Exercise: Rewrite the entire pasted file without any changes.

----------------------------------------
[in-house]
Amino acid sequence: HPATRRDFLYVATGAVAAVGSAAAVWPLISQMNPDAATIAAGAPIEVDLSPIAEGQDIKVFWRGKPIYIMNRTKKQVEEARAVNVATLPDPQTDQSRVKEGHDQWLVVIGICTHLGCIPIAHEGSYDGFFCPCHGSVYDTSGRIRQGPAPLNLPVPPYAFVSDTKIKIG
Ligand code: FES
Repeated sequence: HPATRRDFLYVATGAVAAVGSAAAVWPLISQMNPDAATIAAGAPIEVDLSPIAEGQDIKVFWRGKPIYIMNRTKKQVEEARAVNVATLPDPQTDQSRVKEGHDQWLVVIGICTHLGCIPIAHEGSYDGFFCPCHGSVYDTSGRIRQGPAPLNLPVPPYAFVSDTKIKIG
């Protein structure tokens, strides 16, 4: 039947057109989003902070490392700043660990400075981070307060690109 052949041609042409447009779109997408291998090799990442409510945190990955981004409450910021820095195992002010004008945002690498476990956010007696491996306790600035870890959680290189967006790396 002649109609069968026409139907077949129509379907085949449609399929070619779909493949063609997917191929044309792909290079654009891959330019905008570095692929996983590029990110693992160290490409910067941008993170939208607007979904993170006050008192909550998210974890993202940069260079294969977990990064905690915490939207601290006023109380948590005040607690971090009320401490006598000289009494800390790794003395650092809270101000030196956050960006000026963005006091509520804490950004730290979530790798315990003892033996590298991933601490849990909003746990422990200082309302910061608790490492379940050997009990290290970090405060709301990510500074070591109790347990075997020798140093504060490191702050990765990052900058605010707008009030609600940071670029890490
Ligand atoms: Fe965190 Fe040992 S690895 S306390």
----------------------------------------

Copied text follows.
[in-house]
Amino acid sequence: HPATRRDFLYVATGAVAAVGSAAAVWPLISQMNPDAATIAAGAPIEVDLSPIAEGQDIKVFWRGKPIYIMNRTKKQVEEARAVNVATLPDPQTDQSRVKEGHDQWLVVIGICTHLGCIPIAHEGSYDGFFCPCHGSVYDTSGRIRQGPAPLNLPVPPYAFVSDTKIKIG
Ligand code: FES
Repeated sequence: HPATRRDFLYVATGAVAAVGSAAAVWPLISQMNPDAATIAAGAPIEVDLSPIAEGQDIKVFWRGKPIYIMNRTKKQVEEARAVNVATLPDPQTDQSRVKEGHDQWLVVIGICTHLGCIPIAHEGSYDGFFCPCHGSVYDTSGRIRQGPAPLNLPVPPYAFVSDTKIKIG
């Protein structure tokens, strides 16, 4: 039947057109989003902070490392700043660990400075981070307060690109 052949041609042409447009779109997408291998090799990442409510945190990955981004409450910021820095195992002010004008945002690498476990956010007696491996306790600035870890959680290189967006790396 002649109609069968026409139907077949129509379907085949449609399929070619779909493949063609997917191929044309792909290079654009891959330019905008570095692929996983590029990110693992160290490409910067941008993170939208607007979904993170006050008192909550998210974890993202940069260079294969977990990064905690915490939207601290006023109380948590005040607690971090009320401490006598000289009494800390790794003395650092809270101000030196956050960006000026963005006091509520804490950004730290979530790798315990003892033996590298991933601490849990909003746990422990200082309302910061608790490492379940050997009990290290970090405060709301990510500074070591109790347990075997020798140093504060490191702050990765990052900058605010707008009030609600940071670029890490
Ligand atoms: Fe965190 Fe040992 S690895 S306390």